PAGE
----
Not only will Tennessee now track the cases of COVID-19 in schools across the state, but it is expected to make the information public.
The latest transparency reversal from Gov. Bill Lee’s administration was announced Tuesday.
Lee told reporters the state is working on a plan to make the information public while protecting the privacy of teachers and students. The details, however, are still unclear.
“We will give you a plan within a week of what information it is that we are going to provide, with the intent of being more transparent so that communities know what’s happening in schools with regard to COVID,” Lee said.
Last week, Health Commissioner Lisa Piercey told reporters the state was not going to make this information available and that schools “can choose to disclose that if the want.”
“I think it’s highly implausible that in the age of communication and information-sharing that we have that it would be a secret if any case comes in a school,” Piercey said then.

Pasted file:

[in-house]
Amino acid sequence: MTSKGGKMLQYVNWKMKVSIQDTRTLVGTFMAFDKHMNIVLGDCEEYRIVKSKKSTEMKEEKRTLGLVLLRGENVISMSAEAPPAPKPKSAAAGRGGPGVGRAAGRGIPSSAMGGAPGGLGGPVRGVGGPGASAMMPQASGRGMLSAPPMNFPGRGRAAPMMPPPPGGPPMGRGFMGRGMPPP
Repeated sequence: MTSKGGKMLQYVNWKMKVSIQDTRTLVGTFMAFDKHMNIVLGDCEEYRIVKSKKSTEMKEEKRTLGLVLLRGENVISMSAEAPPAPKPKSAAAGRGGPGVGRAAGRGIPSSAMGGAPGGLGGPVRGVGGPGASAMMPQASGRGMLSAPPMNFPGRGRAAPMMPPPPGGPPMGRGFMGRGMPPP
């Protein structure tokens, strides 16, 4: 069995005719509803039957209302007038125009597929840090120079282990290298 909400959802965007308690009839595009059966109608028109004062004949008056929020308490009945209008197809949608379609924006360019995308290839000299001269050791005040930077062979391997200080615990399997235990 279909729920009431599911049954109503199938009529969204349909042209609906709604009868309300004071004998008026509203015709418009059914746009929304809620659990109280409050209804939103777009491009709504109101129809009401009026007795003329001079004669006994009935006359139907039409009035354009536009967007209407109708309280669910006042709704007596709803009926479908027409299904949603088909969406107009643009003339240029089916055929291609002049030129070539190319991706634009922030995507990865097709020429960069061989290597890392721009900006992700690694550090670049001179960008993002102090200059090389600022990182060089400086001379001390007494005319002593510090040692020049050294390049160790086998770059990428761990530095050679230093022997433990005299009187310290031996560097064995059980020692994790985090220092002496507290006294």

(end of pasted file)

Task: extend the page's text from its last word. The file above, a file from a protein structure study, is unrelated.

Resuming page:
And, even hours before Lee announced the reversal on Tuesday, the Tennessee Department of Education defended the decision in an email to WPLN News.
“The department of education is not collecting data regarding COVID-19 cases,” the Department of Education said in an email. “To comply with privacy laws, districts must be cautious to not release personally identifiable information regarding COVID-19 cases when it is not necessary to protect the immediate health and safety of students and staff.”
When asked about the conflicting positions, Lee said the policy change has not been made official and it has yet to be spelled out.
“We haven’t communicated that with every department because we haven’t created that policy change but we are working on that right now,” Lee said.
This is the third time his administration has changed its position on sharing data during the pandemic.
In March, the administration refused to share county-wide data regarding deaths due to COVID-19. It later reversed itself.
The administration also decided to make information regarding nursing homes available to the public after receiving pushback from the public and the media.
Lee says the state moves towards transparency every time it can.